by Richard Barrett
Recently, the Greek Orthodox Archdiocese of America’s Metropolis of Chicago announced the ten areas of strategic focus they had developed during a three-day retreat. His Eminence Nathanael, Metropolitan of Chicago, said that these areas represent “who we are and what we stand for as Orthodox Christians[.]” Number nine on the list was “Worship Engagement and Accessibility.” This appeared to grow directly out of at least one weakness called out in the published SWOT analysis: “Unsatisfactory church experience (welcoming and liturgical).” This announcement echoed the concerns raised in Alexei Krindatch’s report, “Orthodox Christian Churches in 21st Century America: a Parish Life Study,” released in January of this year by the Assembly of Canonical Orthodox Bishops. According to Krindatch, attendance at Sunday services declined overall between 2010-2015, and in the Greek Orthodox Archdiocese and the Antiochian Archdiocese in particular, regularly participating members have become less engaged in the lives of their parishes.Issues of language, comprehension, and participation are oft-cited barriers to engagement; the service is in a language that the people do not understand, following an order with multiple moving parts that the people cannot track, which gives the people nothing to do. As a result they do not see that they have a reason to be there.
This perceived state of affairs is in marked contrast to the commonplace that from the Eastern Orthodox Church perspective, the primary act of the Christian is to worship God. Continue reading
by Michael G. Azar
Amid the growth of Islamist persecution in the last few years, a variety of think tanks and politicians have sought to bring the plight of Christians in the Middle East to the forefront of American politics. Amid such fervor, Israeli leaders have also claimed their role in the defense of Christians. Prime Minister Netanyahu recently told a Jerusalem gathering of over 180 Christian media representatives that Israel is the protector of the Christian people and “the only place in the Middle East” where Christians have “the freedom to worship as they please.” Together, he explained, Christians and Israel stand against Islamic fundamentalism. Indeed, many American Christians concur.
A likely reason why this media gathering, organized by Netanyahu’s Press Office, featured prominent Israeli officials and a visit to Israeli settlements, but no local Christian representatives nor visits to local Christian villages, is that most Christians of the Holy Land do not share the rosy view of the State of Israel that Netanyahu’s government wishes to promote. So why the disconnect? Continue reading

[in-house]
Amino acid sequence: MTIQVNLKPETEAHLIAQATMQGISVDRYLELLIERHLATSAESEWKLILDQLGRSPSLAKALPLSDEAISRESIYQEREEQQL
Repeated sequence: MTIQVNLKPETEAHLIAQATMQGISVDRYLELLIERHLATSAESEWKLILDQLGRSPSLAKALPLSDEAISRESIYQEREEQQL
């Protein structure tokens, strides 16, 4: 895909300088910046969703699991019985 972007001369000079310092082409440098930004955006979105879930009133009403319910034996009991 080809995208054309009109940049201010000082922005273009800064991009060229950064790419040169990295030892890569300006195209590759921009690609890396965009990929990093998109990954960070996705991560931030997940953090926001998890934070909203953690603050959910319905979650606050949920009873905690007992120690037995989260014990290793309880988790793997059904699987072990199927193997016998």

by Nikolaos Asproulis
Since the establishment of the Modern Greek state (1830), the Greek Orthodox Church has functioned more or less as one of the (perhaps the most important) institutions of the state and continues to enjoy certain symbolic and other privileges (“prevailing religion”) granted by the Constitution. The progressively-closer dependence of the Church on the state, especially after the Second World War, led the latter to take over the clergy payroll in 1945, in recognition of the Church’s contribution to the nation, even while previously having expropriated most of the so-called ecclesiastical property. The recent agreement between the Greek Prime Minister, Mr. Tsipras, and the Archbishop of Athens and All Greece, Mr. Ieronymos—according to which the clerics are no longer recognized as civil servants, while a Church Asset Development Fund run by both sides will manage assets to resolve property-related issues—thus constitutes a landmark moment in this long relationship between Church and State in Greece, opening up a more general debate on the role and position of the Orthodox Church in Greek society and the public sphere. To get a satisfactory glimpse of the on-going discussion, it is necessary to get acquainted with the context lying in the background: the special relationship of the Orthodox Church with the national identity of the Greek state and the secularization process gradually spreading in traditional orthodox countries like Greece. Continue reading
by Sarah Riccardi-Swartz
There’s no whitewashing the dark environmental effects of coal mining and fracking in West Virginia and other parts of Appalachia. Most assuredly, coal is toxic—for the environment, for local economies, and for life more broadly the Mountain State. In “An American Guilt Trip,” his recent article for Public Orthodoxy, Dr. Fr. John Chryssavgis draws on a brief trip he took to West Virginia in order to witness first-hand the cost of “black diamonds.” As an anthropologist, I’m tremendously supportive of scholars conducting ethnographic research in order to think through broad societal questions and problems. However, as someone who has just returned from twelve months of living in West Virginia for my dissertation research, I am also deeply attuned to the problematic ways in which we scholars often talk about or even for Appalachia and its inhabitants. For those of us who work on issues of environmentalism in its various expressions, even adjacently, I worry that sometimes we fall prey to colonialist assumptions of privilege, often subconsciously, that feed into our narratives of communities dealing with ecological devastation. As someone who works in the social sciences and humanities, I wonder how we might highlight issues of the Anthropocene in a way that critically examines toxicity as it relates human neglect for the environment, while also being mindful of the other crucial sociocultural issues of power at play historically. This is important particularly when we approach regions such as Appalachia that have long been subject to external mechanisms of power that mine the area for its natural resources while suppressing, subjugating, and stigmatizing those employed as extractors. Continue reading